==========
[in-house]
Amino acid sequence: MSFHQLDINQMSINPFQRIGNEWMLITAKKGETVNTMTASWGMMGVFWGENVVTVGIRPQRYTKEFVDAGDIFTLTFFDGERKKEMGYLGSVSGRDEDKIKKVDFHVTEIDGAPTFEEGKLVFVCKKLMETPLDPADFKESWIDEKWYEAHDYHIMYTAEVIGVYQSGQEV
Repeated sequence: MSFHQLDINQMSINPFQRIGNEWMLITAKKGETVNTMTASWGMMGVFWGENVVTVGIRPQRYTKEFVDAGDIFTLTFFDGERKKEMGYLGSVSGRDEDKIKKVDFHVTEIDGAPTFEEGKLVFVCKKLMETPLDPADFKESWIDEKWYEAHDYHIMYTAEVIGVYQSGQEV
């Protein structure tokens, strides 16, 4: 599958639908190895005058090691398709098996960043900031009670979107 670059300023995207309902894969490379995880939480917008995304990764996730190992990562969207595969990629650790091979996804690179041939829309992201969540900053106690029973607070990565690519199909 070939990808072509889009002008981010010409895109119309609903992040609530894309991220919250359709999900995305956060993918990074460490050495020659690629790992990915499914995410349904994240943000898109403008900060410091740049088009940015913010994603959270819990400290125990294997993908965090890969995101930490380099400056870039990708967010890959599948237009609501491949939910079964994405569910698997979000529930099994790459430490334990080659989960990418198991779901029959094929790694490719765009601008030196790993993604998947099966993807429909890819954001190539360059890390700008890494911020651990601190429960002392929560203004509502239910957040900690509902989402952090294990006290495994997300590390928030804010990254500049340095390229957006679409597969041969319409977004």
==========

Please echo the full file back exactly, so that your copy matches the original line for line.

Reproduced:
[in-house]
Amino acid sequence: MSFHQLDINQMSINPFQRIGNEWMLITAKKGETVNTMTASWGMMGVFWGENVVTVGIRPQRYTKEFVDAGDIFTLTFFDGERKKEMGYLGSVSGRDEDKIKKVDFHVTEIDGAPTFEEGKLVFVCKKLMETPLDPADFKESWIDEKWYEAHDYHIMYTAEVIGVYQSGQEV
Repeated sequence: MSFHQLDINQMSINPFQRIGNEWMLITAKKGETVNTMTASWGMMGVFWGENVVTVGIRPQRYTKEFVDAGDIFTLTFFDGERKKEMGYLGSVSGRDEDKIKKVDFHVTEIDGAPTFEEGKLVFVCKKLMETPLDPADFKESWIDEKWYEAHDYHIMYTAEVIGVYQSGQEV
């Protein structure tokens, strides 16, 4: 599958639908190895005058090691398709098996960043900031009670979107 670059300023995207309902894969490379995880939480917008995304990764996730190992990562969207595969990629650790091979996804690179041939829309992201969540900053106690029973607070990565690519199909 070939990808072509889009002008981010010409895109119309609903992040609530894309991220919250359709999900995305956060993918990074460490050495020659690629790992990915499914995410349904994240943000898109403008900060410091740049088009940015913010994603959270819990400290125990294997993908965090890969995101930490380099400056870039990708967010890959599948237009609501491949939910079964994405569910698997979000529930099994790459430490334990080659989960990418198991779901029959094929790694490719765009601008030196790993993604998947099966993807429909890819954001190539360059890390700008890494911020651990601190429960002392929560203004509502239910957040900690509902989402952090294990006290495994997300590390928030804010990254500049340095390229957006679409597969041969319409977004």